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The Death of Ivan Ilych | Study Guide

Leo Tolstoy

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Leo Tolstoy | Biography


Early Life and Marriage

Leo Tolstoy (Lev Nikolayevich Tolstoy, Count Tolstoy) was born September 9, 1828, in the Tula Oblast region of Russia. He was an aristocrat and landowner who wrote primarily about his own class. He was orphaned by the time he was nine, and lost additional close relatives by age 13. He and his siblings were raised by their relations. Tolstoy never completed his university education but was successful in the military, earning promotions and a citation for bravery under fire. In 1862 Tolstoy married Sofya Andreyevna Bers, and the couple moved to the family estate, Yasnaya Polyana. There, Tolstoy wrote his greatest literary works.

Writing Masterpieces and Religious Conversion

It was at his estate that Tolstoy wrote the novels for which he became most famous and celebrated as one of the world's greatest novelists. His greatest literary masterpieces are War and Peace (1865–69) and Anna Karenina (1875–77).

After completing his masterworks, Tolstoy began to experience a profound and life-altering spiritual crisis. It was brought on by his fear of death and his conviction that he was not living what he called an authentic life. Eventually, he came to hate his life as an aristocrat and desired to give away his wealth. In his early period of spiritual transformation, he was reading the philosophers Plato, Spinoza, Kant, Schelling, and Hegel. The philosopher Schopenhauer had an enormous influence on Tolstoy. He would eventually explore the tenets of Eastern religions as well—specifically Hinduism and Buddhism. Not surprisingly, The Death of Ivan Ilych is an indictment of the bourgeois and aristocratic classes the author knew well. It delves deeply into the inauthentic life that, In Tolstoy's view, causes the greatest fear of death.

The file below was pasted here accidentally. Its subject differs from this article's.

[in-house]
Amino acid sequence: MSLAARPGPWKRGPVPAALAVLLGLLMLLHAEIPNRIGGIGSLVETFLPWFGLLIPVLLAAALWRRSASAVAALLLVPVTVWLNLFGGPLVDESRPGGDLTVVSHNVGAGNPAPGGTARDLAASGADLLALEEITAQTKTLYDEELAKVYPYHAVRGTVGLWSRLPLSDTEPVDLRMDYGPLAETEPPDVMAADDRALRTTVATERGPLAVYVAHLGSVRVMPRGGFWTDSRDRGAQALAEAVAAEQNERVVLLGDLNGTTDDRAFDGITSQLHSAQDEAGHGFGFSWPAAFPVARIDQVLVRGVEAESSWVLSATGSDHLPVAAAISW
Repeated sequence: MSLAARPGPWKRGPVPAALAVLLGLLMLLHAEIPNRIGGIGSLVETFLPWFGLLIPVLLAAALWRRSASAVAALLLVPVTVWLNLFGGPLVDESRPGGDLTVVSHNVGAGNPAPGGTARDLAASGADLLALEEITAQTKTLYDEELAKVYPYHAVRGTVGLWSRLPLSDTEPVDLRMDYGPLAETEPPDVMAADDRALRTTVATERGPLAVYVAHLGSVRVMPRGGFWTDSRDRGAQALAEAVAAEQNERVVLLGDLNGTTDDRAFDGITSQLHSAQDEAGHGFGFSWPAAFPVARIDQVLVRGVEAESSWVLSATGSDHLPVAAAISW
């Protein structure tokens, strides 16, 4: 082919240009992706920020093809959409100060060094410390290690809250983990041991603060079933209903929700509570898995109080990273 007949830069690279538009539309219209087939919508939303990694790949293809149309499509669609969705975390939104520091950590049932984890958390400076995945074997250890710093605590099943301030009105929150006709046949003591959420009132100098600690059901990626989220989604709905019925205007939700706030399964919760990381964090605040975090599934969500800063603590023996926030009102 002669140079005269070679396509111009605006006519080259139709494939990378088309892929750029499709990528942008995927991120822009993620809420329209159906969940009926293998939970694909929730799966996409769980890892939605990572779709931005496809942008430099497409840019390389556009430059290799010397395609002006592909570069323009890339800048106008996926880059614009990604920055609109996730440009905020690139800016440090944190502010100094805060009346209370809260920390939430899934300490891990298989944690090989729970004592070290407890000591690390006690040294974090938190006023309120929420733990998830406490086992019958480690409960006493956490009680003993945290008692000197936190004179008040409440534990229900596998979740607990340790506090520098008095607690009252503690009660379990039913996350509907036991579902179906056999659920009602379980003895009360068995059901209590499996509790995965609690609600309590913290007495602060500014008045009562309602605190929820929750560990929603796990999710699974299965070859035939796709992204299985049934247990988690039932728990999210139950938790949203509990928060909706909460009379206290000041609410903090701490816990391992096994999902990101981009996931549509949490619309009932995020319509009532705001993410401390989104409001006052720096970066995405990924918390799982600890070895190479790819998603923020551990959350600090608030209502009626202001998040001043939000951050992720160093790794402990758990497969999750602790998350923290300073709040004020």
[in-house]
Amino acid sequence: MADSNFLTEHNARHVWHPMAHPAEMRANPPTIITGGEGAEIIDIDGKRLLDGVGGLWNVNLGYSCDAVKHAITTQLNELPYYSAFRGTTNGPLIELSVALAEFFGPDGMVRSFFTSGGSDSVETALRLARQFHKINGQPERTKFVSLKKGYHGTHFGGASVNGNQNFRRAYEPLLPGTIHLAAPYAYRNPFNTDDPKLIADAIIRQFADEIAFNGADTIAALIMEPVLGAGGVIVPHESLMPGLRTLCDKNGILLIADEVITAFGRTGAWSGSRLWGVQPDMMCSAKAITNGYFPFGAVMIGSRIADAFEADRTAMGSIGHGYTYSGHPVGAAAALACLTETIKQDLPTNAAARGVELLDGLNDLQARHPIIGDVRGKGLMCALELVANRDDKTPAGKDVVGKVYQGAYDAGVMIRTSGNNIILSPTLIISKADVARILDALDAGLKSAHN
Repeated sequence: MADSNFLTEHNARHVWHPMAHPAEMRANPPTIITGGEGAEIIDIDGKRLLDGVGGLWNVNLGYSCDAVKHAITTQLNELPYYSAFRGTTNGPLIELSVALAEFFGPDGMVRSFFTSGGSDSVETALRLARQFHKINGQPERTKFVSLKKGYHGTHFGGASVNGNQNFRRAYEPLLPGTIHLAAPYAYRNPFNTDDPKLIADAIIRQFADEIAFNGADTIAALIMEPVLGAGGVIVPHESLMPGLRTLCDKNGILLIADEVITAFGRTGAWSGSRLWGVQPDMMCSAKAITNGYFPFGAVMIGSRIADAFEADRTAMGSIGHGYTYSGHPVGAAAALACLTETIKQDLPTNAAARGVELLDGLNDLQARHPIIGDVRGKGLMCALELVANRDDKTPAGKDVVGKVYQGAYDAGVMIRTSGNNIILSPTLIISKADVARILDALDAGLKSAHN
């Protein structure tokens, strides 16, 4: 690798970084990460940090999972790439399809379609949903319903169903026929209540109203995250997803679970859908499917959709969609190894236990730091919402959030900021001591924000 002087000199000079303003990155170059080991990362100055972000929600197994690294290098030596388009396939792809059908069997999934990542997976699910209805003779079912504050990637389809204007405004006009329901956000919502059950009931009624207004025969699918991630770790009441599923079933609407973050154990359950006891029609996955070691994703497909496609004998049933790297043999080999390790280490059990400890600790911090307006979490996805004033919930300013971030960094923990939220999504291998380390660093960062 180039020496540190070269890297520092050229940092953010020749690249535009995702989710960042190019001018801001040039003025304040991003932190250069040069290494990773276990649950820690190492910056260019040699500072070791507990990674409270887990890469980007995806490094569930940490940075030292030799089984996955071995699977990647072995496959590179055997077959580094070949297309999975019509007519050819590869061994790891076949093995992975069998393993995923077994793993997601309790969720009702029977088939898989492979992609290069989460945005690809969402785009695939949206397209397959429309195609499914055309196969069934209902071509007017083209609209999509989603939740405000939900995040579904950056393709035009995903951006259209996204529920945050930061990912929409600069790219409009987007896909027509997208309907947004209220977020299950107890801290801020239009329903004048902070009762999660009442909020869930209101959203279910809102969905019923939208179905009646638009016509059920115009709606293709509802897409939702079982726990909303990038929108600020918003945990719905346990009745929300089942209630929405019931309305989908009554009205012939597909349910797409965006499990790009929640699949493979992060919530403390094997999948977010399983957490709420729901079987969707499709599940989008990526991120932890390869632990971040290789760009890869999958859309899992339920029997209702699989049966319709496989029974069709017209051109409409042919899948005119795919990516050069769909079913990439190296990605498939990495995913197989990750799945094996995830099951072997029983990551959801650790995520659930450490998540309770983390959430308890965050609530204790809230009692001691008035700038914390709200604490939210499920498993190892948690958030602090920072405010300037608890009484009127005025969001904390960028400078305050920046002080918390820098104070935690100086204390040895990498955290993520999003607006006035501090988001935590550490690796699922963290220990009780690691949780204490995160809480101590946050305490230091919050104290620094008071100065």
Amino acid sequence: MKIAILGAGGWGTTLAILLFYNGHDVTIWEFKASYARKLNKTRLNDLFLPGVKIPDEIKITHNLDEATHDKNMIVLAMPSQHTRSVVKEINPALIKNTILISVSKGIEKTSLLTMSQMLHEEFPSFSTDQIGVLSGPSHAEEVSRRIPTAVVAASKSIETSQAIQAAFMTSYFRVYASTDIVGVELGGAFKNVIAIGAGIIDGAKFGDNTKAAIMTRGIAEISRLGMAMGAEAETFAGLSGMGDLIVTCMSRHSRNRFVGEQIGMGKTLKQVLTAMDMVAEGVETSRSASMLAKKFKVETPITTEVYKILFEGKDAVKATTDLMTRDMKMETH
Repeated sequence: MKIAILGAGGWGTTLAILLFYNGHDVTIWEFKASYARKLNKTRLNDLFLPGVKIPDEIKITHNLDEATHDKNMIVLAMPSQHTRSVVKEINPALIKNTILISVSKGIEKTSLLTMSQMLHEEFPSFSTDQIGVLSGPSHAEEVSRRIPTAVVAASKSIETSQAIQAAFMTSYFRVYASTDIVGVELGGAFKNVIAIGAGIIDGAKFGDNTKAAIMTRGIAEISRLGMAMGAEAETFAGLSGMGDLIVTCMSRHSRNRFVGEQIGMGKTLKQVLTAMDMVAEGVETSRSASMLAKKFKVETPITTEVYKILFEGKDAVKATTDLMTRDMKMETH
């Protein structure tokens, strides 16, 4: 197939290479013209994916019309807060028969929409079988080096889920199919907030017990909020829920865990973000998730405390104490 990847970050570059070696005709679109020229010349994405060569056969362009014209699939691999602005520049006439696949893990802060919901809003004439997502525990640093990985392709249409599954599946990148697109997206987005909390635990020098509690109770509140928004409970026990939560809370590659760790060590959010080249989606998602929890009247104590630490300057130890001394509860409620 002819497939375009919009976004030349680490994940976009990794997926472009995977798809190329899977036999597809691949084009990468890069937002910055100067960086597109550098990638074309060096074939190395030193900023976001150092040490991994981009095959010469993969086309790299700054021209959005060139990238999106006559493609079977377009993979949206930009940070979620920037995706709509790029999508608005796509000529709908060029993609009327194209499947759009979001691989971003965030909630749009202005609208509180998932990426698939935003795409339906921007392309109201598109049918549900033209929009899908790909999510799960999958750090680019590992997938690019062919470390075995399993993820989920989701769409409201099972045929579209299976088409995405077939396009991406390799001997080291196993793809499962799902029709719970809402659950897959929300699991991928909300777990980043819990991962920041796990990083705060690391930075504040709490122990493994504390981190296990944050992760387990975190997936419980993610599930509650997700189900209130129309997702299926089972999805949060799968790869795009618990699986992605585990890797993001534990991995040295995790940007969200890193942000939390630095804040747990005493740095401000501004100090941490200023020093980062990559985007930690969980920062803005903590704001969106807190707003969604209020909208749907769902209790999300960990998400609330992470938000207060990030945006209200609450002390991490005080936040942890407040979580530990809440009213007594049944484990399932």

The Death of Ivan Ilych (1886) has enjoyed widespread acclaim among both authors and readers. The novella explores Tolstoy's view that the way of life people live imposed by society is shallow, artificial, and ultimately unsatisfying. It is also a life that is, crucially, not attuned to God.

Most of the works that followed The Death of Ivan Ilych explicated Tolstoy's religious beliefs and his ideas about how to live an authentic and Christian life. These works include fiction such as The Kreutzer Sonata (1890) about an unhappy marriage, and nonfiction such as The Kingdom of God Is Within You (1893).

Tolstoy's religious beliefs impelled him to try to free his serfs in 1856, but the serfs thought these efforts were some kind of trick and Tolstoy failed to liberate them. Tolstoy also tried to give away all his land and possessions to live in poverty as Christ had taught. These radical ideas led to intense conflict with his wife, who was naturally concerned about the economic welfare of her numerous children and herself.


Tolstoy's ideas were so influential and his reputation so stellar that a group of disciples, called the Tolstoyans, formed around him. Tolstoyans referred to themselves as Christian anarchists, and they believed in Tolstoy's ideas about radical Christianity. As the Tolstoyan movement grew, Tolstoy found life on his estate increasingly intolerable. In 1910 Tolstoy left his estate by train with his granddaughter Alexandra and his doctor. The trio stopped at Astapovo railway station so Tolstoy could rest and recover from pneumonia. Instead, the great writer's illness grew worse. He died of heart failure at the station on November 7, 1910, at age 82.

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